May 25, 2007 Digital HealthCare & Productivity.com
by Stephen Barlas
One Congressman noted the blustery conditions on the outdoor terrace attached to the House Cannon Office Building and hoped it was a sign of the “winds of change” blowing through Capitol Hill on the issue of health information technology. But it was apparent from the remarks of Rep. Charles Gonzalez (D-TX), chairman of the House Small Business regulations, healthcare and trade subcommittee, and his House and Senate colleagues gathered for the outdoor press conference on May 16, that there are also still substantial head winds impeding the forward movement of health IT bills.
The press conference was held in conjunction with National Health IT Week 2007, and was organized by the Healthcare Information and Management Systems Society (HIMSS). Gonzalez, Reps. Patrick Kennedy (D-RI), Phil Gingrey (R-GA), Dennis Moore (D-KS) and Sens. Debbie Stabenow (D-MI) and Sheldon Whitehouse (D-R.I.) all discussed bills they had recently introduced or would soon be introducing. Many of the proposals were introduced in past Congresses, where they stalled. All of the bills in one form or another seek to spike adoption of health IT by health care providers.
The political roadblocks which impeded legislative progress in the past still remain. The two most imposing are what the bills would cost the federal treasury in lost revenue—adding to the budget deficit—and concerns from consumer groups that electronic health records equal loss of personal privacy.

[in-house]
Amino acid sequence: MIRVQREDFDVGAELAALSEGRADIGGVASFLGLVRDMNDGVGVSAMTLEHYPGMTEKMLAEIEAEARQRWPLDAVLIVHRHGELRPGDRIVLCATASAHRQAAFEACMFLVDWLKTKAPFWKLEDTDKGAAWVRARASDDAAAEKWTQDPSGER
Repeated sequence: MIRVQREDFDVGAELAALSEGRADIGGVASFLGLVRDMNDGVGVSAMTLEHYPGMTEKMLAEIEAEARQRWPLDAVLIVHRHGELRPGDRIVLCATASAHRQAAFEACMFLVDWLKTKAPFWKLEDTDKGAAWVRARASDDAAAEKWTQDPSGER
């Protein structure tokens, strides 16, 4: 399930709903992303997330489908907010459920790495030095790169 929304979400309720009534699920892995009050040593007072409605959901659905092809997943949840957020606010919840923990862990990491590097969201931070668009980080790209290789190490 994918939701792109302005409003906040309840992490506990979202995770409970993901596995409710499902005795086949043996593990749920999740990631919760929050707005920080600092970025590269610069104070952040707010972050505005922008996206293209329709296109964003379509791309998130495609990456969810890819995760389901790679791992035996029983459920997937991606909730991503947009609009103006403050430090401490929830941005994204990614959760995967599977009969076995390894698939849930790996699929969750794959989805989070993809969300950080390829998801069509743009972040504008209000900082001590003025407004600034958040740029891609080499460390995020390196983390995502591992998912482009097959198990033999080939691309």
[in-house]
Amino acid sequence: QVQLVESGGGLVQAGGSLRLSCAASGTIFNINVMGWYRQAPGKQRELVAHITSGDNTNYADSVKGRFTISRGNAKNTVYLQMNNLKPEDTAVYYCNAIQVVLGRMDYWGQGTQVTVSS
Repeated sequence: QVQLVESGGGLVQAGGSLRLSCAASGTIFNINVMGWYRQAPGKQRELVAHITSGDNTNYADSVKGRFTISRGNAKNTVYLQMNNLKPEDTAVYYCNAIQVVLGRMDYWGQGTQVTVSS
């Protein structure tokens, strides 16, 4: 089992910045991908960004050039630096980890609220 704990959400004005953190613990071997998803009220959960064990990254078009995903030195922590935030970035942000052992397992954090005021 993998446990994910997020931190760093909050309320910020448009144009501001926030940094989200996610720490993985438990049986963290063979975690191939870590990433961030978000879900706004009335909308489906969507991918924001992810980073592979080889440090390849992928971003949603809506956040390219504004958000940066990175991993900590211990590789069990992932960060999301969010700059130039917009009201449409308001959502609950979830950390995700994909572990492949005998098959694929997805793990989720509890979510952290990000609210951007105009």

“A lot has been made about the cost of this,” Kennedy admitted. His Personalized Health Information Act of 2007 would allow the secretary of HHS to provide financial incentives to health care providers for the use of interactive qualifying personal health records. Gonzalez’s bill, the National Health Information Incentive Act of 2007, authorizes the secretary of HHS to make grants to small medical care providers.
Kennedy complained about estimates of the costs of the various bills done by the Congressional Budget Office (CBO) saying those estimates do not take into account the ultimate savings to the federal government from implementation of electronic health records. Gingrey referred to the CBO’s methodology as “the idiocy of static budget scoring.”
Sen. Whitehouse pointed out that the Rand Corporation has estimated that health care spending could be cut by as much as $346 billion if health IT is adopted at a maximum level. “With savings like that, why is it not happening,” he asked?
He answered his own question by alluding to Medicare’s failure to reimburse providers for investments in health care IT and a “deficit” of government leadership. “But if we don’t do our duty now, in five, eight or ten years we are going to have to tell a little old lady in Woonsocket, Rhode Island that she doesn’t have Medicare any longer.”